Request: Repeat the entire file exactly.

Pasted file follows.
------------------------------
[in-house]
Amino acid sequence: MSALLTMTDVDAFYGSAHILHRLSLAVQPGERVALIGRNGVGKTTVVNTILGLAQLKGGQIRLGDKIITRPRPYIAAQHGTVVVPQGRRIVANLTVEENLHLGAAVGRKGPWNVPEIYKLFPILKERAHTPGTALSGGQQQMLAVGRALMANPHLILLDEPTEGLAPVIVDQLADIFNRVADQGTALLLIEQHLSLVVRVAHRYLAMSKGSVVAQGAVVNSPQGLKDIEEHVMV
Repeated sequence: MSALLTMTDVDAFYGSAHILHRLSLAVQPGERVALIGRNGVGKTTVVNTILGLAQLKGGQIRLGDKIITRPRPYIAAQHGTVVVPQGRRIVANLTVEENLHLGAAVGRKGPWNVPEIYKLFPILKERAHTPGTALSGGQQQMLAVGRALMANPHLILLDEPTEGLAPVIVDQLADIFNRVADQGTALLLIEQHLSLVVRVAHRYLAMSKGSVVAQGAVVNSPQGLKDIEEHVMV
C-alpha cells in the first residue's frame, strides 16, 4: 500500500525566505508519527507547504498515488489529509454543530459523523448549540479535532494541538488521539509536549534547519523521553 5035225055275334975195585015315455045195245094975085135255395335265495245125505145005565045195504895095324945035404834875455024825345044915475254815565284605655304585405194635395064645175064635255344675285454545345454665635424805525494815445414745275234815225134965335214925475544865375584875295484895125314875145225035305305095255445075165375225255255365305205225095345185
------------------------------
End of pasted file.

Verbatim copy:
[in-house]
Amino acid sequence: MSALLTMTDVDAFYGSAHILHRLSLAVQPGERVALIGRNGVGKTTVVNTILGLAQLKGGQIRLGDKIITRPRPYIAAQHGTVVVPQGRRIVANLTVEENLHLGAAVGRKGPWNVPEIYKLFPILKERAHTPGTALSGGQQQMLAVGRALMANPHLILLDEPTEGLAPVIVDQLADIFNRVADQGTALLLIEQHLSLVVRVAHRYLAMSKGSVVAQGAVVNSPQGLKDIEEHVMV
Repeated sequence: MSALLTMTDVDAFYGSAHILHRLSLAVQPGERVALIGRNGVGKTTVVNTILGLAQLKGGQIRLGDKIITRPRPYIAAQHGTVVVPQGRRIVANLTVEENLHLGAAVGRKGPWNVPEIYKLFPILKERAHTPGTALSGGQQQMLAVGRALMANPHLILLDEPTEGLAPVIVDQLADIFNRVADQGTALLLIEQHLSLVVRVAHRYLAMSKGSVVAQGAVVNSPQGLKDIEEHVMV
C-alpha cells in the first residue's frame, strides 16, 4: 500500500525566505508519527507547504498515488489529509454543530459523523448549540479535532494541538488521539509536549534547519523521553 5035225055275334975195585015315455045195245094975085135255395335265495245125505145005565045195504895095324945035404834875455024825345044915475254815565284605655304585405194635395064645175064635255344675285454545345454665635424805525494815445414745275234815225134965335214925475544865375584875295484895125314875145225035305305095255445075165375225255255365305205225095345185